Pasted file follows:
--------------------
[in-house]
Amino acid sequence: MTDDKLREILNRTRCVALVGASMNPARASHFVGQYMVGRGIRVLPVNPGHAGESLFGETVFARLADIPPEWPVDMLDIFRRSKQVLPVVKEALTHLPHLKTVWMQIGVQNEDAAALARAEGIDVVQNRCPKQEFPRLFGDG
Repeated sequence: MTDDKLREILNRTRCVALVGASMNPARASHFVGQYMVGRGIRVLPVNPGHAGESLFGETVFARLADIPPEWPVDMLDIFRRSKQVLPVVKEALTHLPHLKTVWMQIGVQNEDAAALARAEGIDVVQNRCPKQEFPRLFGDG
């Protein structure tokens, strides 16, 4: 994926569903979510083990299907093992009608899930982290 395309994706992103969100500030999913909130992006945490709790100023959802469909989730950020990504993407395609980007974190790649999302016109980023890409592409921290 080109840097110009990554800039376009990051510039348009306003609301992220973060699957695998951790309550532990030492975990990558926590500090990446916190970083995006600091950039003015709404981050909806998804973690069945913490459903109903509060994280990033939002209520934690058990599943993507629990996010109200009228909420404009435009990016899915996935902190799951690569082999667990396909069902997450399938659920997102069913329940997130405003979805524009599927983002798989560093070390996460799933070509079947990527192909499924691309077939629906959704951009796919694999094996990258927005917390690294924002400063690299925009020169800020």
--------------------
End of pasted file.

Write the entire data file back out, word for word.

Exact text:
[in-house]
Amino acid sequence: MTDDKLREILNRTRCVALVGASMNPARASHFVGQYMVGRGIRVLPVNPGHAGESLFGETVFARLADIPPEWPVDMLDIFRRSKQVLPVVKEALTHLPHLKTVWMQIGVQNEDAAALARAEGIDVVQNRCPKQEFPRLFGDG
Repeated sequence: MTDDKLREILNRTRCVALVGASMNPARASHFVGQYMVGRGIRVLPVNPGHAGESLFGETVFARLADIPPEWPVDMLDIFRRSKQVLPVVKEALTHLPHLKTVWMQIGVQNEDAAALARAEGIDVVQNRCPKQEFPRLFGDG
């Protein structure tokens, strides 16, 4: 994926569903979510083990299907093992009608899930982290 395309994706992103969100500030999913909130992006945490709790100023959802469909989730950020990504993407395609980007974190790649999302016109980023890409592409921290 080109840097110009990554800039376009990051510039348009306003609301992220973060699957695998951790309550532990030492975990990558926590500090990446916190970083995006600091950039003015709404981050909806998804973690069945913490459903109903509060994280990033939002209520934690058990599943993507629990996010109200009228909420404009435009990016899915996935902190799951690569082999667990396909069902997450399938659920997102069913329940997130405003979805524009599927983002798989560093070390996460799933070509079947990527192909499924691309077939629906959704951009796919694999094996990258927005917390690294924002400063690299925009020169800020």